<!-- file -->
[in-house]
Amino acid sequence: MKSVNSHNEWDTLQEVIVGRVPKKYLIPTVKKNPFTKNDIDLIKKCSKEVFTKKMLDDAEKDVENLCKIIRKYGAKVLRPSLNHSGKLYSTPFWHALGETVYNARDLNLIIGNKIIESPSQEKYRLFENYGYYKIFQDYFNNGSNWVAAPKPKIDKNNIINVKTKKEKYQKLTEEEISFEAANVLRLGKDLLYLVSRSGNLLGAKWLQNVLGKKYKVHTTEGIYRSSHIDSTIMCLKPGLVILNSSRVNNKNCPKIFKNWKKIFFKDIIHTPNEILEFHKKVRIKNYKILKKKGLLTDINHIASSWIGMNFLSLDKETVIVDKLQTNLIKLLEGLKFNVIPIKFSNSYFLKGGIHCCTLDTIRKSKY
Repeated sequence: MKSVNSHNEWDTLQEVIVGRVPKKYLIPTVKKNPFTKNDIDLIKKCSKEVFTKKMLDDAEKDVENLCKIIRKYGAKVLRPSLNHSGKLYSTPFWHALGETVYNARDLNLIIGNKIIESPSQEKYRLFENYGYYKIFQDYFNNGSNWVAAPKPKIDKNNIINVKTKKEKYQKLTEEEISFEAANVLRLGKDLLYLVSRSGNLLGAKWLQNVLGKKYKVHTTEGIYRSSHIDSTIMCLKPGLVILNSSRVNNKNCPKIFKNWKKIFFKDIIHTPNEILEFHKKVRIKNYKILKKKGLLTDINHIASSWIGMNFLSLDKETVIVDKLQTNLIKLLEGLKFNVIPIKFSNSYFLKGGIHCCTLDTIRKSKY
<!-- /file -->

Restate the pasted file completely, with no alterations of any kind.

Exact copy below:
[in-house]
Amino acid sequence: MKSVNSHNEWDTLQEVIVGRVPKKYLIPTVKKNPFTKNDIDLIKKCSKEVFTKKMLDDAEKDVENLCKIIRKYGAKVLRPSLNHSGKLYSTPFWHALGETVYNARDLNLIIGNKIIESPSQEKYRLFENYGYYKIFQDYFNNGSNWVAAPKPKIDKNNIINVKTKKEKYQKLTEEEISFEAANVLRLGKDLLYLVSRSGNLLGAKWLQNVLGKKYKVHTTEGIYRSSHIDSTIMCLKPGLVILNSSRVNNKNCPKIFKNWKKIFFKDIIHTPNEILEFHKKVRIKNYKILKKKGLLTDINHIASSWIGMNFLSLDKETVIVDKLQTNLIKLLEGLKFNVIPIKFSNSYFLKGGIHCCTLDTIRKSKY
Repeated sequence: MKSVNSHNEWDTLQEVIVGRVPKKYLIPTVKKNPFTKNDIDLIKKCSKEVFTKKMLDDAEKDVENLCKIIRKYGAKVLRPSLNHSGKLYSTPFWHALGETVYNARDLNLIIGNKIIESPSQEKYRLFENYGYYKIFQDYFNNGSNWVAAPKPKIDKNNIINVKTKKEKYQKLTEEEISFEAANVLRLGKDLLYLVSRSGNLLGAKWLQNVLGKKYKVHTTEGIYRSSHIDSTIMCLKPGLVILNSSRVNNKNCPKIFKNWKKIFFKDIIHTPNEILEFHKKVRIKNYKILKKKGLLTDINHIASSWIGMNFLSLDKETVIVDKLQTNLIKLLEGLKFNVIPIKFSNSYFLKGGIHCCTLDTIRKSKY